A novel in verse about the romance between the cynical dandy Eugene Onegin and Tatyana, a bookish country girl. The story itself is not particularly unique or special, but I liked this novel from the first page. I can easily see myself rereading it in years just because I find the writing style wonderful and engaging. It is written entirely of iambic tetrameter. Aleksandr Pushkin is considered as the founder of modern Russian literature; his Russian style influenced all the writers after him. He even appears as a character and tells the story as if he personally knew them all in real life. He is a bit meta in the story telling, such as in this passage:
O flowers, and love, and rustic leisure,
o fields — to you I’m vowed at heart.
I regularly take much pleasure
in showing how to tell apart
myself and Eugene, lest a reader
of mocking turn, or else a breeder
of calculated slander should,
spying my features, as he could,
put back the libel on the table
that, like proud Byron, I can draw
self-portraits only — furthermore
the charge that poets are unable
to sing of others must imply
the poet’s only theme is “I.”
I found it difficult not to love the witty yet beautiful verses. On the surface, the story is melodramatic, maudlin and romantic, but told so excellently. His descriptions are fun and wonderful:
So she was called Tatyana. Truly
she lacked her sister’s beauty, lacked
the rosy bloom that glowed so newly
to catch the eye and to attract.
Shy as a savage, silent, tearful,
wild as a forest deer, and fearful,
Tatyana had a changeling look
in her own home…but rather
in silence all day she’d remain
ensconced beside the window-pane.
Pushkin being shrewd and witty through Onegin:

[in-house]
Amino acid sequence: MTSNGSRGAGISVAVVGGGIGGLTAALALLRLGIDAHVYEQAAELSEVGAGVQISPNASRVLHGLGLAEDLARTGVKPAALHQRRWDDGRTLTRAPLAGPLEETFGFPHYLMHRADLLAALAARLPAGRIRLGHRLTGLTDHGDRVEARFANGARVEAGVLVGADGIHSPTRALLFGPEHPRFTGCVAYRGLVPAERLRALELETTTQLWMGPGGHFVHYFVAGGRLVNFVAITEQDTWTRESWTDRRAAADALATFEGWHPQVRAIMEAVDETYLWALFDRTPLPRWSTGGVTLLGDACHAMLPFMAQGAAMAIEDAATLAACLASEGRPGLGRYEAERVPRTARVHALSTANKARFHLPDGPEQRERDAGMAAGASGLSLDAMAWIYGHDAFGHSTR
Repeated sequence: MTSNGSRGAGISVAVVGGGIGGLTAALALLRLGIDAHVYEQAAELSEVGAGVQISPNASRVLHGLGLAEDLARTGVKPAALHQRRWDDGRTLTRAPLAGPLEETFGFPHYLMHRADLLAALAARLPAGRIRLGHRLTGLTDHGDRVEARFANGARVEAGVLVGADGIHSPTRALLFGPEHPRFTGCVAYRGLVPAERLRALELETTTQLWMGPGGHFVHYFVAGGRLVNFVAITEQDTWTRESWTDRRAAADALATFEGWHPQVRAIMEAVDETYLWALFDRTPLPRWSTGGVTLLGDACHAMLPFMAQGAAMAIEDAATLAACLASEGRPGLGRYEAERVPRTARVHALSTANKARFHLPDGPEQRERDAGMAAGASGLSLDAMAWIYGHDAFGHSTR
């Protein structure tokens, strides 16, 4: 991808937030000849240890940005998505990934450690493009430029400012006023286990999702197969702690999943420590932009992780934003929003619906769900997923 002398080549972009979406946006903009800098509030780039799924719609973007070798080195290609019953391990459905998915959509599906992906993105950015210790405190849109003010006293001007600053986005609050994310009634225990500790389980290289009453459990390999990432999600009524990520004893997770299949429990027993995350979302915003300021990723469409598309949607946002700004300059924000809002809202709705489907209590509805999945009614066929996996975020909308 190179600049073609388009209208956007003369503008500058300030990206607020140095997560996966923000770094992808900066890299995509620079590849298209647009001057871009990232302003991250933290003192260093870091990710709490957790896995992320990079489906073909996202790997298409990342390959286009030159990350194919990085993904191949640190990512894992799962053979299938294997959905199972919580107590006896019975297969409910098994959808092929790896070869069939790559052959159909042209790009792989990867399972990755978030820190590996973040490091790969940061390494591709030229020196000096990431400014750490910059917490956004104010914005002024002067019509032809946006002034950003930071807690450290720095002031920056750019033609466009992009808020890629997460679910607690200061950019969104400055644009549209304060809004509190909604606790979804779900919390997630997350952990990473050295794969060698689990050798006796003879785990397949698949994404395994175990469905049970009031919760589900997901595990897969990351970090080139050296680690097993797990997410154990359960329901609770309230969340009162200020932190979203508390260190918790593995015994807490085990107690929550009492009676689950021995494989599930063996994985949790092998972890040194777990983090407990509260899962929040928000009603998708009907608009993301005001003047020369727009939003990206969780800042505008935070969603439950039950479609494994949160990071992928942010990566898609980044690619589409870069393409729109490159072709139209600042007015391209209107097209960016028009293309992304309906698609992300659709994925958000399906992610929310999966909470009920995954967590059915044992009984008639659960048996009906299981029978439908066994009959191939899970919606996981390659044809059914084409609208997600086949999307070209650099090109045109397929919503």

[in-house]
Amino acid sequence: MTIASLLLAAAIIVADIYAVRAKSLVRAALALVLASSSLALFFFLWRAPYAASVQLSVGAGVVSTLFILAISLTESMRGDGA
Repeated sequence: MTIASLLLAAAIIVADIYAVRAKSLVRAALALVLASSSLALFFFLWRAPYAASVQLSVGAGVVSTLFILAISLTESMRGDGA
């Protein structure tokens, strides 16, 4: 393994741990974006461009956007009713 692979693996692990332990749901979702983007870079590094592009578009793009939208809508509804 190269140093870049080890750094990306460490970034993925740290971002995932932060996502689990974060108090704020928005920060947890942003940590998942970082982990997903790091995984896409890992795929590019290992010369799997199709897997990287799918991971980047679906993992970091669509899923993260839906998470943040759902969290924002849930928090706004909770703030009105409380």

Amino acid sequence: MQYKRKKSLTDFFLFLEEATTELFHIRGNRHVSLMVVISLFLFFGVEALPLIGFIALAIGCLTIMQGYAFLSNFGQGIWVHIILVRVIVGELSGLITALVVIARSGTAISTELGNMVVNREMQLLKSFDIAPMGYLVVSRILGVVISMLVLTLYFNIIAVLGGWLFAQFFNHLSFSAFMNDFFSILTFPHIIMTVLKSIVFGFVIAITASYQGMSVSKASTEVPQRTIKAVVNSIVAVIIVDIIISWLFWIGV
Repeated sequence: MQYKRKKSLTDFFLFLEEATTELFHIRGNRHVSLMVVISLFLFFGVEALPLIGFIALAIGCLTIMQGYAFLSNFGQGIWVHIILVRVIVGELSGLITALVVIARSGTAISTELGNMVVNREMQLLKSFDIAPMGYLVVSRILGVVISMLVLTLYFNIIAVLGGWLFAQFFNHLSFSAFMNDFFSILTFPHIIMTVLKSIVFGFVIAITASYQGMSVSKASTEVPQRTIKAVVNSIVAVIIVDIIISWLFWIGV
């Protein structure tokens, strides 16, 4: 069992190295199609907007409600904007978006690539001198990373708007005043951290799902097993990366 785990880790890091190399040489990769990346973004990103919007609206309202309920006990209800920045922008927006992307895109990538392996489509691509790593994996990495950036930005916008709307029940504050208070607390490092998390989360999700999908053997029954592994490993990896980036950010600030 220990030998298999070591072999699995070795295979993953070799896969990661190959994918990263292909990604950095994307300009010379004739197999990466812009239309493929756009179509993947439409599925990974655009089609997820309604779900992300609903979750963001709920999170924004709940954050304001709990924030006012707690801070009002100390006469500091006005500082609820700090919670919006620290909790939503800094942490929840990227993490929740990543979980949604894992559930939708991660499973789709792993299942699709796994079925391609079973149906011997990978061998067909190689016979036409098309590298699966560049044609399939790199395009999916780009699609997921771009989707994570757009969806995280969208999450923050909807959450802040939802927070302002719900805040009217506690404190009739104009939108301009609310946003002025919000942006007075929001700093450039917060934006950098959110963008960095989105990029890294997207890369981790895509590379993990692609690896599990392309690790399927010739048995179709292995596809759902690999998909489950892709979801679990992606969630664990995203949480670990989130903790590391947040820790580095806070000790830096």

“I’d choose the other quarter
if I, like you, had been a bard.
Olga’s no life in her regard:
the roundest face that you’ve set eyes on,
a pretty girl exactly like
any Madonna by Van Dyck:
a dumb moon, on a dumb horizon.”
I found myself empathising with Tatyana who does show naivety when she falls in love with Onegin, but it’s her reactions and feelings are so genuine and sincere. We also seem to share a similar nature inclined to books, dreams, and a simpler and modest life:
“…all this glory
is tinsel on a life I hate;
this modish whirl, this social story,
my house, my evenings, all that state —
what’s in them? All this loud parading,
and all this flashy masquerading,
the glare, the fumes in which I live,
this very day I’d gladly give,
give for a bookshelf, a neglected
garden, a modest home…”
This novel has been adapted most famously into an opera by Tchaikvosky which seems to be a wonderful adaptation of this novel in verse. As music would be the only way to translate Pushkin’s story. I would be interested in seeing the opera as I am a fan of Tchaikvosk’s work.
There is a duel in this story, and when I was reading it, I was reminded about how utterly silly duels are. Pushkin himself died during a duel he challenged of another only a few years after Onegin was published in full.
I read the Penguin Classics edition translated by Charles Johnston. You can read the e-text here. He was influenced by the more famous translation by Vladmir Nabokov. This was read for the Russian Reading Challenge, and I have a feeling I’ll like all the books I read. I love Russian literature, and it’s one of the times when I give authors the benefit of the doubt just because they are Russian. Another great Russian read.